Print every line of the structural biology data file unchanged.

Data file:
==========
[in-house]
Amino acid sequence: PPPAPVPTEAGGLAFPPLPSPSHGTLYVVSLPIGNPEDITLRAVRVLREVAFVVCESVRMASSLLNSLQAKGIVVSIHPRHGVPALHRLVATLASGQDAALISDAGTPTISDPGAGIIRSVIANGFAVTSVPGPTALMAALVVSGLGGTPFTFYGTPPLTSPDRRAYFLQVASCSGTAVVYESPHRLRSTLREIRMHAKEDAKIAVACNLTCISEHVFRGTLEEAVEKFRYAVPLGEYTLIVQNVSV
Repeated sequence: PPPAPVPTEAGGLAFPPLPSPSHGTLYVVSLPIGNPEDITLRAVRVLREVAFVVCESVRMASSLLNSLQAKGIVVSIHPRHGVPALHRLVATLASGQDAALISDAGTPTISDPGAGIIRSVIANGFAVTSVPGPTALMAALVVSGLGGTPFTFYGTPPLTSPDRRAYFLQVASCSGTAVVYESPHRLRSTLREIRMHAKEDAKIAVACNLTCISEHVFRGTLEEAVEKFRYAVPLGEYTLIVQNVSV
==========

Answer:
[in-house]
Amino acid sequence: PPPAPVPTEAGGLAFPPLPSPSHGTLYVVSLPIGNPEDITLRAVRVLREVAFVVCESVRMASSLLNSLQAKGIVVSIHPRHGVPALHRLVATLASGQDAALISDAGTPTISDPGAGIIRSVIANGFAVTSVPGPTALMAALVVSGLGGTPFTFYGTPPLTSPDRRAYFLQVASCSGTAVVYESPHRLRSTLREIRMHAKEDAKIAVACNLTCISEHVFRGTLEEAVEKFRYAVPLGEYTLIVQNVSV
Repeated sequence: PPPAPVPTEAGGLAFPPLPSPSHGTLYVVSLPIGNPEDITLRAVRVLREVAFVVCESVRMASSLLNSLQAKGIVVSIHPRHGVPALHRLVATLASGQDAALISDAGTPTISDPGAGIIRSVIANGFAVTSVPGPTALMAALVVSGLGGTPFTFYGTPPLTSPDRRAYFLQVASCSGTAVVYESPHRLRSTLREIRMHAKEDAKIAVACNLTCISEHVFRGTLEEAVEKFRYAVPLGEYTLIVQNVSV